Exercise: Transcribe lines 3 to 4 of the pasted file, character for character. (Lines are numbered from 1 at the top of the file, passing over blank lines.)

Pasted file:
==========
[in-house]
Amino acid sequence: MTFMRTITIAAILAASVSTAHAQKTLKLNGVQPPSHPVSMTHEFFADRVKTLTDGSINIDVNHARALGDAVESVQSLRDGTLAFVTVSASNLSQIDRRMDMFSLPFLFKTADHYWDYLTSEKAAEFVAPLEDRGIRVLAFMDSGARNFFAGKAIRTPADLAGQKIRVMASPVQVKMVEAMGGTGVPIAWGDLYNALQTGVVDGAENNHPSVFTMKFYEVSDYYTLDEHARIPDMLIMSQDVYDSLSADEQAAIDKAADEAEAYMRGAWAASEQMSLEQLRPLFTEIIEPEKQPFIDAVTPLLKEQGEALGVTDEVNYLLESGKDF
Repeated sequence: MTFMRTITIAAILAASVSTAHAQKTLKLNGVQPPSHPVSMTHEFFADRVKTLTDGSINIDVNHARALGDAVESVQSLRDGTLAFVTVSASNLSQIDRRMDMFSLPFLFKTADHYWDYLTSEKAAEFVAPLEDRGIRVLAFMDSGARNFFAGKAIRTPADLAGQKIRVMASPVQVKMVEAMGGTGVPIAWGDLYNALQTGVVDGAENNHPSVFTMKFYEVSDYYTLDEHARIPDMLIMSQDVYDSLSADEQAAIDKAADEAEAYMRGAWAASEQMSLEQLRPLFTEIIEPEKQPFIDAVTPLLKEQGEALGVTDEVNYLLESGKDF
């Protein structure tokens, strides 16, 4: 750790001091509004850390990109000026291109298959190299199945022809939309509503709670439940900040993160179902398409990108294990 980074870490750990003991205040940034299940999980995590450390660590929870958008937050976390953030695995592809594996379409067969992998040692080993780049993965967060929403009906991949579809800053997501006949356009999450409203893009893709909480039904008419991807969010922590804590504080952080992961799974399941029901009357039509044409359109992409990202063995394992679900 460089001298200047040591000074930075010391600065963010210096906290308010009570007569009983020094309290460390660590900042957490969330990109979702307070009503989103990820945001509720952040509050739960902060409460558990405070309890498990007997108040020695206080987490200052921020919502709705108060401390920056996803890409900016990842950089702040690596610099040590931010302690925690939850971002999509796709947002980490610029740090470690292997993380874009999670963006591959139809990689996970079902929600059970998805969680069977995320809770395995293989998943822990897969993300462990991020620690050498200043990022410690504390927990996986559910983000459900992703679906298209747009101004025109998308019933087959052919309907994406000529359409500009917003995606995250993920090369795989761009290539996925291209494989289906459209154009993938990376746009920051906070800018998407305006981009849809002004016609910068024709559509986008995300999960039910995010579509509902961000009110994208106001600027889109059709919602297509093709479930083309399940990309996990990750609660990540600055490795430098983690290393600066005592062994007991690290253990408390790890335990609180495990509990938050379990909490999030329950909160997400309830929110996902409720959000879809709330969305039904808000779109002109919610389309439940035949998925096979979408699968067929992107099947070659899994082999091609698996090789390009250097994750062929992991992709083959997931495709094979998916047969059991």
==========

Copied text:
Repeated sequence: MTFMRTITIAAILAASVSTAHAQKTLKLNGVQPPSHPVSMTHEFFADRVKTLTDGSINIDVNHARALGDAVESVQSLRDGTLAFVTVSASNLSQIDRRMDMFSLPFLFKTADHYWDYLTSEKAAEFVAPLEDRGIRVLAFMDSGARNFFAGKAIRTPADLAGQKIRVMASPVQVKMVEAMGGTGVPIAWGDLYNALQTGVVDGAENNHPSVFTMKFYEVSDYYTLDEHARIPDMLIMSQDVYDSLSADEQAAIDKAADEAEAYMRGAWAASEQMSLEQLRPLFTEIIEPEKQPFIDAVTPLLKEQGEALGVTDEVNYLLESGKDF
């Protein structure tokens, strides 16, 4: 750790001091509004850390990109000026291109298959190299199945022809939309509503709670439940900040993160179902398409990108294990 980074870490750990003991205040940034299940999980995590450390660590929870958008937050976390953030695995592809594996379409067969992998040692080993780049993965967060929403009906991949579809800053997501006949356009999450409203893009893709909480039904008419991807969010922590804590504080952080992961799974399941029901009357039509044409359109992409990202063995394992679900 460089001298200047040591000074930075010391600065963010210096906290308010009570007569009983020094309290460390660590900042957490969330990109979702307070009503989103990820945001509720952040509050739960902060409460558990405070309890498990007997108040020695206080987490200052921020919502709705108060401390920056996803890409900016990842950089702040690596610099040590931010302690925690939850971002999509796709947002980490610029740090470690292997993380874009999670963006591959139809990689996970079902929600059970998805969680069977995320809770395995293989998943822990897969993300462990991020620690050498200043990022410690504390927990996986559910983000459900992703679906298209747009101004025109998308019933087959052919309907994406000529359409500009917003995606995250993920090369795989761009290539996925291209494989289906459209154009993938990376746009920051906070800018998407305006981009849809002004016609910068024709559509986008995300999960039910995010579509509902961000009110994208106001600027889109059709919602297509093709479930083309399940990309996990990750609660990540600055490795430098983690290393600066005592062994007991690290253990408390790890335990609180495990509990938050379990909490999030329950909160997400309830929110996902409720959000879809709330969305039904808000779109002109919610389309439940035949998925096979979408699968067929992107099947070659899994082999091609698996090789390009250097994750062929992991992709083959997931495709094979998916047969059991």